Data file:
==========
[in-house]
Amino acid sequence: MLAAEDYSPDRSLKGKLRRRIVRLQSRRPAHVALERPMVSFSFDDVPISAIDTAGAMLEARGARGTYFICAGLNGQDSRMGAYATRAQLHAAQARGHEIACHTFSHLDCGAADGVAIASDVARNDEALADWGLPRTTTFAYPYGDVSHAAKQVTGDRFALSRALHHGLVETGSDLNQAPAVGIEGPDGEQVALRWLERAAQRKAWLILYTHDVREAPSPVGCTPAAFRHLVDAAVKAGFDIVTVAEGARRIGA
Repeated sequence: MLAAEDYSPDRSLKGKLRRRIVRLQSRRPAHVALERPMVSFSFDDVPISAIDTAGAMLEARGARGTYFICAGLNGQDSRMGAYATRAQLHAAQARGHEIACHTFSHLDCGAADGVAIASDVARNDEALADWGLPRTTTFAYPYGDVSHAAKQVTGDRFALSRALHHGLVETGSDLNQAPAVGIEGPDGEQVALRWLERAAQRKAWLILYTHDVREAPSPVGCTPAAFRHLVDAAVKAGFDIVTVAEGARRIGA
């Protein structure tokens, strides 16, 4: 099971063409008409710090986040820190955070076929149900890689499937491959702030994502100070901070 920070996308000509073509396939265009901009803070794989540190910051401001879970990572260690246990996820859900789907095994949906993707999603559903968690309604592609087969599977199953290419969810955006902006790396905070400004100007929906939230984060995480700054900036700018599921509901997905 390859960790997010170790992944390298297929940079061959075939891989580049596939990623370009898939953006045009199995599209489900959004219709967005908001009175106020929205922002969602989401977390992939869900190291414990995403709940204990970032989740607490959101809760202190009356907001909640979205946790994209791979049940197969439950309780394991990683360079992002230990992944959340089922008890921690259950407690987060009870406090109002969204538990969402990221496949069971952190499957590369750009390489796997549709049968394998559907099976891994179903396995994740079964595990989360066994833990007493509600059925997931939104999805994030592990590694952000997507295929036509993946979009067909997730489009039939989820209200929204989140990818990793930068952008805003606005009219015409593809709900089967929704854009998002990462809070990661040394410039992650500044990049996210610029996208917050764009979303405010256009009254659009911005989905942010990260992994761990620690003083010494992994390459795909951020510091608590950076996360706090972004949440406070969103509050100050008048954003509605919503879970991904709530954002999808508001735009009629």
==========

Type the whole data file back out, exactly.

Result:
[in-house]
Amino acid sequence: MLAAEDYSPDRSLKGKLRRRIVRLQSRRPAHVALERPMVSFSFDDVPISAIDTAGAMLEARGARGTYFICAGLNGQDSRMGAYATRAQLHAAQARGHEIACHTFSHLDCGAADGVAIASDVARNDEALADWGLPRTTTFAYPYGDVSHAAKQVTGDRFALSRALHHGLVETGSDLNQAPAVGIEGPDGEQVALRWLERAAQRKAWLILYTHDVREAPSPVGCTPAAFRHLVDAAVKAGFDIVTVAEGARRIGA
Repeated sequence: MLAAEDYSPDRSLKGKLRRRIVRLQSRRPAHVALERPMVSFSFDDVPISAIDTAGAMLEARGARGTYFICAGLNGQDSRMGAYATRAQLHAAQARGHEIACHTFSHLDCGAADGVAIASDVARNDEALADWGLPRTTTFAYPYGDVSHAAKQVTGDRFALSRALHHGLVETGSDLNQAPAVGIEGPDGEQVALRWLERAAQRKAWLILYTHDVREAPSPVGCTPAAFRHLVDAAVKAGFDIVTVAEGARRIGA
């Protein structure tokens, strides 16, 4: 099971063409008409710090986040820190955070076929149900890689499937491959702030994502100070901070 920070996308000509073509396939265009901009803070794989540190910051401001879970990572260690246990996820859900789907095994949906993707999603559903968690309604592609087969599977199953290419969810955006902006790396905070400004100007929906939230984060995480700054900036700018599921509901997905 390859960790997010170790992944390298297929940079061959075939891989580049596939990623370009898939953006045009199995599209489900959004219709967005908001009175106020929205922002969602989401977390992939869900190291414990995403709940204990970032989740607490959101809760202190009356907001909640979205946790994209791979049940197969439950309780394991990683360079992002230990992944959340089922008890921690259950407690987060009870406090109002969204538990969402990221496949069971952190499957590369750009390489796997549709049968394998559907099976891994179903396995994740079964595990989360066994833990007493509600059925997931939104999805994030592990590694952000997507295929036509993946979009067909997730489009039939989820209200929204989140990818990793930068952008805003606005009219015409593809709900089967929704854009998002990462809070990661040394410039992650500044990049996210610029996208917050764009979303405010256009009254659009911005989905942010990260992994761990620690003083010494992994390459795909951020510091608590950076996360706090972004949440406070969103509050100050008048954003509605919503879970991904709530954002999808508001735009009629």